One of the most common myths is that people with oily skin should avoid applying oils onto their skin because it would lead to congestion, unmanageable skin, and more oily skin. But that’s just it—it’s a myth.
We’ve all heard different skin myths from friends, family, and even viral videos on social media. One of the most common myths is that people with oily skin should avoid applying oils onto their skin because it would lead to congestion, unmanageable skin, and more oily skin. But that’s just it—it’s a myth. Luckily, wespoke to Youth to the People’s Director of Field Sales of Education, Jacob Tomas del Rosario, to answer the million dollar question in detail: should oily skin types use an oil?
The short answer is yes, applying oil in actuality helps decrease the overproduction of oil in the skin, but let’s dive in a little.
First things first: What is oily skin?
“Oily skin can be identified by what you were biologically given from your mother and father, from your birth parents, your lineage,” del Rosario says. “So, that will typically set up your skin with a proclivity to be either sebaceous active (sebaceous glands are the glands in your skin that produce oil) or sebaceous inactive (which is going to be like a drier skin type or someone that doesn't produce a lot of oil).”
Del Rosario explains that at Youth To The People, face mapping or dividing up the skin into key areas or “zones” helps the team identify what skin type someone has.
“If you think of those four zones as the center of the face, the brows, both cheeks, and the chin, think of it like a diamond,” del Rosario says. “If you have an extended visible pore size in all four zones, that's a diamond shape, so you would be more biologically set up to be an oily skin type. But, if your zones are the cheek areas—left and right—and one or the other zone, like the forehead or the chin (which creates a triangle or inverted triangle shape), that would be more of a combination/oily skin type.”
Fact: Oily skin needs hydration.
Now that we’ve covered that, let’s talk about hydration. Hydration is essential to protecting the skin’s moisture barrier, but being dehydrated also plays a role in the production (or overproduction) of oils in our skin.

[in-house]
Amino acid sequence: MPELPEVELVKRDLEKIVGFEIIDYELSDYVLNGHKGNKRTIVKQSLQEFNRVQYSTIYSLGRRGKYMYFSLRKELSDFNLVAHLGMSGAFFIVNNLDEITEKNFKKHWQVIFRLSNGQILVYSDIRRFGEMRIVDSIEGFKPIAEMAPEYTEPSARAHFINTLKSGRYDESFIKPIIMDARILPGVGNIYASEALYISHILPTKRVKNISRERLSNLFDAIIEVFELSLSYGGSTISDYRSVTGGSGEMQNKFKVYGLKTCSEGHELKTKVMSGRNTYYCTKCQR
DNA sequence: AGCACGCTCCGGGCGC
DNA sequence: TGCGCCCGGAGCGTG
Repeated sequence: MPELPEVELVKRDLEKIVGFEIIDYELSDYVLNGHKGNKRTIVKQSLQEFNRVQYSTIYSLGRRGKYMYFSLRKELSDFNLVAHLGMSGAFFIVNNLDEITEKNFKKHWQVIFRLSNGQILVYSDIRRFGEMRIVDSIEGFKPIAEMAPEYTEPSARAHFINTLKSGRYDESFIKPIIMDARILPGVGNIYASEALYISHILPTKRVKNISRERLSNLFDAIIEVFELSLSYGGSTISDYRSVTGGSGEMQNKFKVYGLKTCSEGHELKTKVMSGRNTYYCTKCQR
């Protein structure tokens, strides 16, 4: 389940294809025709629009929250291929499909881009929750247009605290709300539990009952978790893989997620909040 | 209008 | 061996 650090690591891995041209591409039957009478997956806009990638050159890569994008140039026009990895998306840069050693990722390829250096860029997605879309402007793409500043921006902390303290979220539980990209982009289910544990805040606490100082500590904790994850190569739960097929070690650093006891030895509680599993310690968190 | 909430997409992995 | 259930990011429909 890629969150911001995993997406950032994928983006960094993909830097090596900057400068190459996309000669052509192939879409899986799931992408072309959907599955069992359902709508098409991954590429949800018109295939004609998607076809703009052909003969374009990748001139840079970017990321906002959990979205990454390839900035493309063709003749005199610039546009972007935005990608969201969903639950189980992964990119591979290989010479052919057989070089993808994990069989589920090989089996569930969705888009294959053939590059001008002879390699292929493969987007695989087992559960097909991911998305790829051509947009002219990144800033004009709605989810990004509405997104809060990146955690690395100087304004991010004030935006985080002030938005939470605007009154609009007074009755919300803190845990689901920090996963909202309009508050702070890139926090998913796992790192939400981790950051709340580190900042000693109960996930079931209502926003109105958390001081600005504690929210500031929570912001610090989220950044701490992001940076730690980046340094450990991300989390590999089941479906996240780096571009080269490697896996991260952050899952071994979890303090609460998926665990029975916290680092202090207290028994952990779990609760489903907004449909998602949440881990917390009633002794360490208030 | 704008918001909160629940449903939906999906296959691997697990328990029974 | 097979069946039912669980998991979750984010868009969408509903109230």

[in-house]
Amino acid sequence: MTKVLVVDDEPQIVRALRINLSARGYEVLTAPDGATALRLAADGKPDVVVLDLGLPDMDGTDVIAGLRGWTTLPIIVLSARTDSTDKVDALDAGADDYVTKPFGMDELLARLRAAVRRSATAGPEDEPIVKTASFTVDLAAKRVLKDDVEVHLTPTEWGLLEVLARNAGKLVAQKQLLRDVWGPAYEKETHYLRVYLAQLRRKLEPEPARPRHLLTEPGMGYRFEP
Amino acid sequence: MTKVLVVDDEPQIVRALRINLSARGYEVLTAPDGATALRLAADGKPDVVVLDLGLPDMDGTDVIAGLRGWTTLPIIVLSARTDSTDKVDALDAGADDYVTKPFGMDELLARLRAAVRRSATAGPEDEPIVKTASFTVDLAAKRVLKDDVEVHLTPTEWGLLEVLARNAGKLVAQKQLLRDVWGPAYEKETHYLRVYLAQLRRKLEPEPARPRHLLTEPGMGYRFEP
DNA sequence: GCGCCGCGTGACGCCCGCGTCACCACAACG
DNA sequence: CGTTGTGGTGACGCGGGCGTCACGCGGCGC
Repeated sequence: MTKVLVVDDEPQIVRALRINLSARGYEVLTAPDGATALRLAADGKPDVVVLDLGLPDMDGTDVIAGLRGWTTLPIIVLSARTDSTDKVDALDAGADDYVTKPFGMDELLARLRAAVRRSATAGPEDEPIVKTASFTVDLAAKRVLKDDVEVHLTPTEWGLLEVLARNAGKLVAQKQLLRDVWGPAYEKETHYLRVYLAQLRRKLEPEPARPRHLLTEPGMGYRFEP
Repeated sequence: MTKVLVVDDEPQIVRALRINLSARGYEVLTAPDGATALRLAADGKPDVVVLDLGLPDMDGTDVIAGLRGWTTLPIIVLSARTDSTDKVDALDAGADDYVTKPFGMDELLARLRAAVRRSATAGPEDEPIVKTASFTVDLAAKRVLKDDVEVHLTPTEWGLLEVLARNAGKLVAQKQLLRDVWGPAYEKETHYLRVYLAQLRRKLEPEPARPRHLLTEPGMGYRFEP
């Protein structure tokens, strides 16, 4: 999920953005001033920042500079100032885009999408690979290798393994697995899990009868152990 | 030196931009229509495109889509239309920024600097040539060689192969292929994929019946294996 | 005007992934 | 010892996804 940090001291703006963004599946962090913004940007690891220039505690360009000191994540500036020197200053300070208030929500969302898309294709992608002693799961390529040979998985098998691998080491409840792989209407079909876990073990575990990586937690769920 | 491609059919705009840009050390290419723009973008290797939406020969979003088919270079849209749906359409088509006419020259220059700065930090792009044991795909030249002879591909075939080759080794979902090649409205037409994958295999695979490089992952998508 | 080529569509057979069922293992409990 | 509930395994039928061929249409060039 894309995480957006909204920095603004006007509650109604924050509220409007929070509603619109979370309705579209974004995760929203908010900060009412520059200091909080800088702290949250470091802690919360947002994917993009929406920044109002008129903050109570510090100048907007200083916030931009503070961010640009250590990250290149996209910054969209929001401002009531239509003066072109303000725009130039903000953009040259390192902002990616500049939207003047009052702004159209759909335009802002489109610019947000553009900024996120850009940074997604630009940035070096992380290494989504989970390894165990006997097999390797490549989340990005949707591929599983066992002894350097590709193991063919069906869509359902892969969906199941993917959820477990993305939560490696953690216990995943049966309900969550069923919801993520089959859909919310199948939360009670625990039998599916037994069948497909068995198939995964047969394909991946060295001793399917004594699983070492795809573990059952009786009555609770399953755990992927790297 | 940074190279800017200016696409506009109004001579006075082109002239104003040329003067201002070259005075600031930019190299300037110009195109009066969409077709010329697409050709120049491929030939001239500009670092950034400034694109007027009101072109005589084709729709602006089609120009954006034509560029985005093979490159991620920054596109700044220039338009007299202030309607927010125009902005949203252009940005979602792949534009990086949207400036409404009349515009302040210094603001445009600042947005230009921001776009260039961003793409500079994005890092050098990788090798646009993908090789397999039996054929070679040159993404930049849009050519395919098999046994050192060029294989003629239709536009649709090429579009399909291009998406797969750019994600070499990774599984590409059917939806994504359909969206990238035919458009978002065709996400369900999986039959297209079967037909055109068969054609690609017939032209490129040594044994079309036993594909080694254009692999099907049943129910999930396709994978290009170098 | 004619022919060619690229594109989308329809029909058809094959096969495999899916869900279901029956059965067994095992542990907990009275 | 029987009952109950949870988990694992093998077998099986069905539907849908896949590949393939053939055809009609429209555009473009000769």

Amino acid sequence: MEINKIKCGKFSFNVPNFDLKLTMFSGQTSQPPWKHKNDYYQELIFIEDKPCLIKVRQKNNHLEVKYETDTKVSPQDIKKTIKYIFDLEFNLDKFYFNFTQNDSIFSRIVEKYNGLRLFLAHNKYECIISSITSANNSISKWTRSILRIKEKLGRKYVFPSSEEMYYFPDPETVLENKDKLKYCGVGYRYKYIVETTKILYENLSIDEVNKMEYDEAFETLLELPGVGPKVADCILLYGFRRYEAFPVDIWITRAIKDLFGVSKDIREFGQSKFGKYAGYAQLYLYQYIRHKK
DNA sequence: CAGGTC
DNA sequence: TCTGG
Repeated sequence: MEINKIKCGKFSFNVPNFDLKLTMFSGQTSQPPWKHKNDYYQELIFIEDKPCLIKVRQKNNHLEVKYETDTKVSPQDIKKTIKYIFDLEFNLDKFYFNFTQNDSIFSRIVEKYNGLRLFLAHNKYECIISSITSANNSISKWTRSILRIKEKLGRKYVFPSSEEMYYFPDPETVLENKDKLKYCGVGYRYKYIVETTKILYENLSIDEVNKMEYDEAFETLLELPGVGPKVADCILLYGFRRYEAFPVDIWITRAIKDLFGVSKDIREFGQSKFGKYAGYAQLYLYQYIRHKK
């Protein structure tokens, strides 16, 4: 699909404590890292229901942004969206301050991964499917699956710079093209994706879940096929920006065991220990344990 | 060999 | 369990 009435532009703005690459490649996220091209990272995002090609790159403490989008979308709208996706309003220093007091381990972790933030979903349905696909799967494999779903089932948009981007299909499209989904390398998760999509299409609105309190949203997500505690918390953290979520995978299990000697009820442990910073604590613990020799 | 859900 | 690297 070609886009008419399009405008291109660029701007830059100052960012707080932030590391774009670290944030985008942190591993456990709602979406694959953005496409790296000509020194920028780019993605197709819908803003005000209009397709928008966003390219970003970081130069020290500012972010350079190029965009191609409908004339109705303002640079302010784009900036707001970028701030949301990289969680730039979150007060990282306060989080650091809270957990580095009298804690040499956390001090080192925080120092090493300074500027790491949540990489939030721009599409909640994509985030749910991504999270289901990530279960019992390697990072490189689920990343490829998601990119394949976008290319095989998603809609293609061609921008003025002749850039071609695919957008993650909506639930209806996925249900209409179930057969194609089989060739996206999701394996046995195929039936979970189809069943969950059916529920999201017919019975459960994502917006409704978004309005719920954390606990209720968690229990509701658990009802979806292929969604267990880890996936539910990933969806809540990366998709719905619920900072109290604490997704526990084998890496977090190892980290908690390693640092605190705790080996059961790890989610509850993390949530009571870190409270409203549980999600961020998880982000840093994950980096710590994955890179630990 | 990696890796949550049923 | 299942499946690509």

“If you're not providing water to the skin (think hydration where hydro=water) and your skin is thirsty, your skin’s first primary reaction is going to speed up oil production because it just needs some sort of conditioning,” says del Rosario. “There’s this vicious cycle of ‘Oh, I’m not going to hydrate because I’m oily,’ so therefore your skin’s reaction immediately is to amp up the sebaceous activity and produce oil to comfort and soothe itself.”
Del Rosario notes that oils are an excellent component to an oily skin type routine, in part because keeping the skin properly moisturized will help the skin to avoid over-producing oil itself. His go-to product is Youth To The People’s Superberry Hydrate + Glow Dream Oil because of its flash-absorbing and super antioxidant-enriched properties.
“It immediately permeates the skin but doesn’t leave any lingering evidence of greasiness or oiliness unless you start to really layer that on,” says del Rosario. “It's super antioxidant-dense, has really great plant-based nutrients, and omega fatty acids from berries that help encourage that protection of the lipid barrier, reinforce that lipid barrier and help to protect the skin as well.”
He recommends applying 2-3 drops of the Dream Oil when the weather is a little colder or if your skin needs a boost. For max hydration, can add a few drops of the Dream Oil into a dime-sized dollop of the Superfood Air-Whip Moisture Cream, which is primes the skin with hyaluronic acid that floods the skin with water, Blend the two products together with your hands to warm them up, and then apply to the skin.
Oils as cleansers
Oils can serve as a cleanser to remove residue, makeup, excess buildup, and dead skin cells. Double cleansing with the Superberry Dream Cleansing Balm followed by the Superfood Cleanser can really help you deeply cleanse without harshly stripping the skin.
“Oil attracts oil, which helps capture any of that buildup on the skin,” says del Rosario. “Once you massage the balm into the oily skin (which converts it into an oil), you add a little bit of water and watch it turn milky.” The milky consistency lifts debris from the skin without overly drying the skin.
If you’re a bit unsure about your skin type or what products work best on oily skin, book a skin session to get personalized recommendations from expert Youth To The People skin specialists. You can also check out YTTP’s recommended list of products for oily skin here.
Written by Jasely Molina for Youth To The People